The Power of Light and Shadow in Cinematography

It would make sense that lighting a subject would involve aiming a light at the subject and turning the light on.  While this rather direct approach works some of the time, it often makes harsh shadows and creates a very unnatural look, especially when that light is the key light.

Remember that good lighting involves making shadows, provided those shadows are in the right place. In real life, we humans are able to determine depth and distance because we have two eyes. Our eyes work together, each one seeing an object from a slightly different angle.  When our brain puts these two images together, we are able to see depth. This process, called triangulation, helps us determine the distance between objects or the distance from an object to our face. Incidentally, the closer an object is to our eyes, the more depth sensitive we are and the farther away it is, the more difficult it is to determine depth.  For example, if you hold your finger at arms length and move it 12 inches toward your face, your brain will detect that change in distance much more than if a friend, standing 100 feet away, moves his finger 12 inches closer to you.

It is for the same reason that it is difficult to tell how far away stars are relative to each other. The angle between the stars to our left eye and the stars to our right eye is so narrow, that we can’t tell how far away they are from us, or from each other.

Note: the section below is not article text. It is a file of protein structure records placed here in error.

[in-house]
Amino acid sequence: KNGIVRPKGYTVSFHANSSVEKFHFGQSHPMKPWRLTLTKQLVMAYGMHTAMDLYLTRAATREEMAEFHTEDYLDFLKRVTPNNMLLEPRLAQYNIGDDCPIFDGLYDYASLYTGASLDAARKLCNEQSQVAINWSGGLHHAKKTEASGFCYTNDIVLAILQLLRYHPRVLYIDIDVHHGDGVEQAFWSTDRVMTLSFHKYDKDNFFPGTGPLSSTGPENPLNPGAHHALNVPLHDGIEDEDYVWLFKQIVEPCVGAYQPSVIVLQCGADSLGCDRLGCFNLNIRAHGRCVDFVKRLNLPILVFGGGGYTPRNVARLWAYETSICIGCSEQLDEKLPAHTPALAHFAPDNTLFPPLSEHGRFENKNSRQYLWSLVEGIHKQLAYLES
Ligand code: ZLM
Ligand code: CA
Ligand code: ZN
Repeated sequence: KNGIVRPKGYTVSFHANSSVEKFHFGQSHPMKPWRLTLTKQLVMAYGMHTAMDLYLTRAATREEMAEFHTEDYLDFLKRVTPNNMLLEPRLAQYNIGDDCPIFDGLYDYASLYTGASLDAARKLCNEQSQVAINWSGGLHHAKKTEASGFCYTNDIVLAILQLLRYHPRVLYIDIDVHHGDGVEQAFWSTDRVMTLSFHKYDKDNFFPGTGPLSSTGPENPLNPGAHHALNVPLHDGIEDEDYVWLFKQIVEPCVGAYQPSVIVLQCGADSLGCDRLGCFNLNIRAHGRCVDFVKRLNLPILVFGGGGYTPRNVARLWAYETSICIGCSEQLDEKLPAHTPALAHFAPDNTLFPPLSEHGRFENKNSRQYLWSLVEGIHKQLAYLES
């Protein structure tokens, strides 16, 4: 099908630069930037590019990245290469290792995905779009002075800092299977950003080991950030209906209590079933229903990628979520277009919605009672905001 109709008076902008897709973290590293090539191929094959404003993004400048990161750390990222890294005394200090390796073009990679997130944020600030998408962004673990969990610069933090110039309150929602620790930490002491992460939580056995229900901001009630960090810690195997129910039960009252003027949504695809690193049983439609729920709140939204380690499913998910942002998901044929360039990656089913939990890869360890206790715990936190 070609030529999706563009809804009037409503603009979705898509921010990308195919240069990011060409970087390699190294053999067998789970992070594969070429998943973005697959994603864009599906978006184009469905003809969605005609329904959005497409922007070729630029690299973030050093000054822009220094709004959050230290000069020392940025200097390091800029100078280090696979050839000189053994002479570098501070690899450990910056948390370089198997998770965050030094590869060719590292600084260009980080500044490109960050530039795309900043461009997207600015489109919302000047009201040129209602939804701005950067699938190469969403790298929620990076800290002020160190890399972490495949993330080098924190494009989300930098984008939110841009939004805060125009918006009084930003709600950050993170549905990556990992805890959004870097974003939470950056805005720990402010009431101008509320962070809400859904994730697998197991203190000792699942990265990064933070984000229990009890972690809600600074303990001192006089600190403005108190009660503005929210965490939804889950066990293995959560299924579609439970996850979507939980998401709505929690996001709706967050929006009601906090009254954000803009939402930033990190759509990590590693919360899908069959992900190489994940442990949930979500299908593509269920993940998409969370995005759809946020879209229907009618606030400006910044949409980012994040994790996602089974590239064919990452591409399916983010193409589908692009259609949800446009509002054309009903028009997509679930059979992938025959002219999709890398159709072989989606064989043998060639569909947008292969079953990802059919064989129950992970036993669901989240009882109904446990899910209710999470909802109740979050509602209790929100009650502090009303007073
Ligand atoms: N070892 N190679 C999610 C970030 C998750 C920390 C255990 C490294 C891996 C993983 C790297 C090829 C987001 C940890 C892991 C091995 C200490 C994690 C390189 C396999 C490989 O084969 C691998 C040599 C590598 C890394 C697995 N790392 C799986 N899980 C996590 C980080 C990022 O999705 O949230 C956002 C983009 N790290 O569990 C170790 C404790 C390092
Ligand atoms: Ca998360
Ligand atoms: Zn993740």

Unfortunately, a camera doesn’t have depth perception because it only has “one eye…” the lens. So, in order to create depth, you have to use shadows, and shadows are created by lighting.

There are good shadows and bad shadows. Bad shadows are created when a light casts a harsh shadow of the subject onto the background, which draws the audience’s attention to the presence of the light.  Good shadows are created by proper light placement, resulting in contrast… one side of the subject is brighter than the other.  Instead of shadows being cast on the background, shadows are created by the object itself, on itself, like the earth and the sun.  One side of the planet is always in the light and the other side is always in shadow.

The transition between the bright and dark sides of a subject’s face is called the “wrap around.” A harsh, distinctive line between the bright and dark sides of a subject’s face is called a hard wraparound, whereas a soft, transition from dark to light is a soft wraparound.  Famous female movie stars of the 1940’s and 1950’s look glamorous because of soft wraparound.

You can create a soft wraparound by increasing the size of the light source – by adding a large diffusion in front of the light, reflecting light off a white piece of foam core (available at an office supply store), wall or other reflective surface. The larger the light source and the closer to the subject, the softer the wrap around. Learning these lighting techniques will greatly improve the quality of the movie image.